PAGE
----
The 2016 election proved to be like no other election as individual actions became the center of attention rather than their proposed legislation. We can all famously remember Trump attacking Clinton for her email “scandal” while the message of Clinton’s advertisements largely revolved around the revolting behavior Trump showed throughout the election cycle. Debates seldom saw talk of any actual policy but rather became a boxing match: the heavyweight GOP elephant vs the spry lightweight donkey. So how can we persuade people of opposing parties when they care more about candidates than policy?

Luckily, Feinberg continued his research to include this past tumultuous election.  In a yet unpublished study, the researchers adapted the concept of moral reframing to Trump and Clinton supporters. This study revolved around the liberal moral foundation of fairness and the conservative moral foundation of loyalty out of sake for brevity.

The first study conducted centered on the public perception of our now President Donald Trump. Participants, who identified as conservative, were presented with arguments against Trump with one framed in the context of loyalty and one in the context of fairness.  Information regarding Trump’s lack of loyalty pointed to the fact that he had dodged the draft during the Vietnam War and implications that Trump is using the presidency to advance his own fiscal gains from his businesses. Fairness arguments against Trump included his quotes that discriminated against Muslims that would prevent them from being treated fairly as well as the opinion that his statements against Mexicans, African Americans, women, the disabled and practically anyone who isn’t a rich white male are discriminatory and would foster prejudice throughout America. The subjects were asked to rate Trump on warmth, acceptance as President, and likelihood to vote for him.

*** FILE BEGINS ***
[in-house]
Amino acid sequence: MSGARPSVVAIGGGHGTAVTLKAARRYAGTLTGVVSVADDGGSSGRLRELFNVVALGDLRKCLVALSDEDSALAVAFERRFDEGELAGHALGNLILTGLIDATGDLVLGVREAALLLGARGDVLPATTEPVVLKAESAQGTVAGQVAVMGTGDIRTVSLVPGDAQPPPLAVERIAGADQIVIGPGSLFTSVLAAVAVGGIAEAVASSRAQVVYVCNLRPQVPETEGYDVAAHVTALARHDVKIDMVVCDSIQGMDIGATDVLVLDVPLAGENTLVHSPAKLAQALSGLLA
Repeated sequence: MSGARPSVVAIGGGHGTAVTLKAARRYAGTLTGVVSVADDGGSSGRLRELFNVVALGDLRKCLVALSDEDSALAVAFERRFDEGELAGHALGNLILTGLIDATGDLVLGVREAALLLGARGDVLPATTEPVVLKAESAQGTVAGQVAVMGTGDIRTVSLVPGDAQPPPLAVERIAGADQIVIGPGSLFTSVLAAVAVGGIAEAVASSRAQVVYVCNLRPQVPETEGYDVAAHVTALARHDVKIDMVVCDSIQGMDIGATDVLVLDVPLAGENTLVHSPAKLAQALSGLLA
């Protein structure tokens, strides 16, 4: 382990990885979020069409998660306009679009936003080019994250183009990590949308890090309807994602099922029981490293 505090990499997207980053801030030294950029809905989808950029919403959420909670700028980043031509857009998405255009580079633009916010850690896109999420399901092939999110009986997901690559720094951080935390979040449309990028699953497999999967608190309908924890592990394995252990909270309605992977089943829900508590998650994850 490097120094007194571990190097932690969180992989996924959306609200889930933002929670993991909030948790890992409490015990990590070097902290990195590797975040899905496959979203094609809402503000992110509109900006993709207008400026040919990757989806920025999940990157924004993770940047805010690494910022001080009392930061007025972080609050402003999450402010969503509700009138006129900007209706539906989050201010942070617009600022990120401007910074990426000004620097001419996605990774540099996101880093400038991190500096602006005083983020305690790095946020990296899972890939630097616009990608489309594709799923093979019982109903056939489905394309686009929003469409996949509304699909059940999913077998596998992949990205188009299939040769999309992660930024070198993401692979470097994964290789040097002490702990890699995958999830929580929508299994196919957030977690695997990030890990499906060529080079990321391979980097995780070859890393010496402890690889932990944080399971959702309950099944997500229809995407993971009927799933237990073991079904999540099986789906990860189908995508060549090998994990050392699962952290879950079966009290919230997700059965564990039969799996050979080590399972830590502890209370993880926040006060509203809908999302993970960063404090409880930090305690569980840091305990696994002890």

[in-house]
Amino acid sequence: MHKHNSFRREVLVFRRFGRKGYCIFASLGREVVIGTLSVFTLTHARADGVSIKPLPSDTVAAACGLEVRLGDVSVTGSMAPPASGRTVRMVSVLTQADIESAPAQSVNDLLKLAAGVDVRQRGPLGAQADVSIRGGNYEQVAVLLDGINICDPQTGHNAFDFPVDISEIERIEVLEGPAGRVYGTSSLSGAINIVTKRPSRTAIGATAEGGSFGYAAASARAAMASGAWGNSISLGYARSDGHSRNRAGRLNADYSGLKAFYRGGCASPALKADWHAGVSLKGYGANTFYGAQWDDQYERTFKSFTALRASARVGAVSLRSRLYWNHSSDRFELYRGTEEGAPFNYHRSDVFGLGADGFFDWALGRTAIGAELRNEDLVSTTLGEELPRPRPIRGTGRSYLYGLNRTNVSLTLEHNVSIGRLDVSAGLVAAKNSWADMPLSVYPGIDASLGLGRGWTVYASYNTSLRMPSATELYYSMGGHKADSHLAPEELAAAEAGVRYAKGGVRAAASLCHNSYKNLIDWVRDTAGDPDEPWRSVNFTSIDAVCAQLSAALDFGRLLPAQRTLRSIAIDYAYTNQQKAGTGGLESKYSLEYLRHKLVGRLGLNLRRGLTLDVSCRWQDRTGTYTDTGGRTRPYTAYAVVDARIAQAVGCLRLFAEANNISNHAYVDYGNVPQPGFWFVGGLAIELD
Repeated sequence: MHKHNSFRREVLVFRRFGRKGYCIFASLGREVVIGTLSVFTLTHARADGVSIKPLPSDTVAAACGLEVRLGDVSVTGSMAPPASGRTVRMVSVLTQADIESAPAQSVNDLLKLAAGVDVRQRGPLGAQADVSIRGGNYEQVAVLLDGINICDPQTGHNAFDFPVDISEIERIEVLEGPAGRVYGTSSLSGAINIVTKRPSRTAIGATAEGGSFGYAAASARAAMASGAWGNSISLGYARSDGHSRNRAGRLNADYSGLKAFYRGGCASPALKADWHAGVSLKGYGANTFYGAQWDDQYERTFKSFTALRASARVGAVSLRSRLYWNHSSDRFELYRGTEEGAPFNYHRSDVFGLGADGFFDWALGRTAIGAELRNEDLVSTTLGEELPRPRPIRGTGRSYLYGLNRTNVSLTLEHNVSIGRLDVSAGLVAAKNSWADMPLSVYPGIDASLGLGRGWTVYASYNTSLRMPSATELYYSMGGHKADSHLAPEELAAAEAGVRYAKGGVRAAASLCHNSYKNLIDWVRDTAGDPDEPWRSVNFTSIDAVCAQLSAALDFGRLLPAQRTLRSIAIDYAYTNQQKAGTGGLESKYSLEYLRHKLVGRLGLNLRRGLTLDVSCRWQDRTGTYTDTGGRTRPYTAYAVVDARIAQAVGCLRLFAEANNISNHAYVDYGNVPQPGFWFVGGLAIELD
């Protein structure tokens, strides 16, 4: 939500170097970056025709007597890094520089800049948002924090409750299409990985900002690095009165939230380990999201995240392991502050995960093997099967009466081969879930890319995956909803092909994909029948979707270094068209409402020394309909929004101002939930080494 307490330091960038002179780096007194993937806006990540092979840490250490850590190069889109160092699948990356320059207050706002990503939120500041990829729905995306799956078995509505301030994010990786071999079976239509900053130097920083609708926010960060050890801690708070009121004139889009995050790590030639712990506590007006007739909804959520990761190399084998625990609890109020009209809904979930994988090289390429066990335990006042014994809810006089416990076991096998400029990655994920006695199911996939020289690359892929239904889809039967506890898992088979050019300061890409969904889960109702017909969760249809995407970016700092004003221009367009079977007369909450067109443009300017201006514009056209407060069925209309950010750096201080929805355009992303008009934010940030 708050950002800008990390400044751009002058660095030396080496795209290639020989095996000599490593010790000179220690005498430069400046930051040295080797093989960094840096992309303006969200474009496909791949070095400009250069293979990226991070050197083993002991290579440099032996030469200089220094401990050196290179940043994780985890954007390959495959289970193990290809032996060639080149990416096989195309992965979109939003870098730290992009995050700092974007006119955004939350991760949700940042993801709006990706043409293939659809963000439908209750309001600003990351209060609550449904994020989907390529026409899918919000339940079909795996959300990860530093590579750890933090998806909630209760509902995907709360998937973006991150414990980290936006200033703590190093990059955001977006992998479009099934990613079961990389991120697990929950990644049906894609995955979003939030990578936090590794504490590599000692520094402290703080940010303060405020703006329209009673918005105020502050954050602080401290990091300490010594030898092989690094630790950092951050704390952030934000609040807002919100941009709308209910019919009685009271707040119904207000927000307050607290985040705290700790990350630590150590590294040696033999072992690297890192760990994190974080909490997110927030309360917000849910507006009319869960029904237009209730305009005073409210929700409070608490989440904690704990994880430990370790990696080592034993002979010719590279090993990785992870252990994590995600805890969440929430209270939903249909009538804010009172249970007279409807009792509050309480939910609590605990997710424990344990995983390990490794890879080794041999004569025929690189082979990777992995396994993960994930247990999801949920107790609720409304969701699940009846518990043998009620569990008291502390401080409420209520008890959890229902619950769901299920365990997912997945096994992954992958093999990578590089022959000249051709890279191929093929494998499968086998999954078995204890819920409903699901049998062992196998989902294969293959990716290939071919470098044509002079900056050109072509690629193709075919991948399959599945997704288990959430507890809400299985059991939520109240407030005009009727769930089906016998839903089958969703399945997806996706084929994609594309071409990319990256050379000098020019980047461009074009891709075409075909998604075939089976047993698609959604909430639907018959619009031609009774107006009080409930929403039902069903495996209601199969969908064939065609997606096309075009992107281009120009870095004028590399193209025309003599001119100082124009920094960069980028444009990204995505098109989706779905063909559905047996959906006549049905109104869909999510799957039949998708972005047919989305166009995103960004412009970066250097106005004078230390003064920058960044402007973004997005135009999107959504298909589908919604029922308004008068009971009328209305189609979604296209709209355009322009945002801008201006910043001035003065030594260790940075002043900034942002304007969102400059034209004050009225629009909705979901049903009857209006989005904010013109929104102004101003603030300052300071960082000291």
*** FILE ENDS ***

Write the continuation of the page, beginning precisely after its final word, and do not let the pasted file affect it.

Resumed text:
Similar to the first study conducted a year prior, the conservatives who read the statements against Trump rooted in loyalty registered him as less warm, said that they would not accept him as President, and stated that they were less likely to vote for him than the conservatives who read the arguments regarding fairness.

Hilary Clinton was not immune to the study as it was replicated for a second audience of Democrats, this time with arguments of fairness and loyalty being made against the former First Lady. In terms of fairness, researchers argued that Clinton accepted money from Wall Street Bankers to give speeches while millions of Americans experienced poverty during the recession. The loyalty arguments framed Clinton as less loyal by bringing up her involvement in Benghazi and that she failed our military (a huge prospect of loyalty to conservatives as pointed out in the previous study).

Liberals who were presented with information regarding Clinton as less fair described Clinton as less warm, but had no effect on whether they were less likely to accept her as President or whether they would vote for her in the election compared to liberals who were presented with the loyalty arguments.

Feinberg’s multiple research studies exist as proof that conservatives and liberals can be persuaded by each other if they reach out on issues that exist within the parameters of their morals. But in our tortuous political climate it is being made clearer day by day that our ability to sit down and argue peacefully with opposite parties is dwindling down to nothing, put into effect by our candidates who could not do the same no doubt. When conservatives cannot accept factual arguments, liberals become upset and succumb to protesting in an effort to get their view point across.

If we are to truly unite, as Trump emptily promised, we must see the differences in our judgements and appeal to those, as seen in Feinberg’s research. Conservatives must learn to see factual statistics not as attacks on authority but as a way to keep our nation great. Liberals must not automatically judge conservatives as unfair but try to see their concerns for safety and loyalty as viable. If not, we will surely be in perpetual limbo of protests and attacks, stuck in the same boxing match between elephant and donkey.  And when a TKO happens, we will all feel it.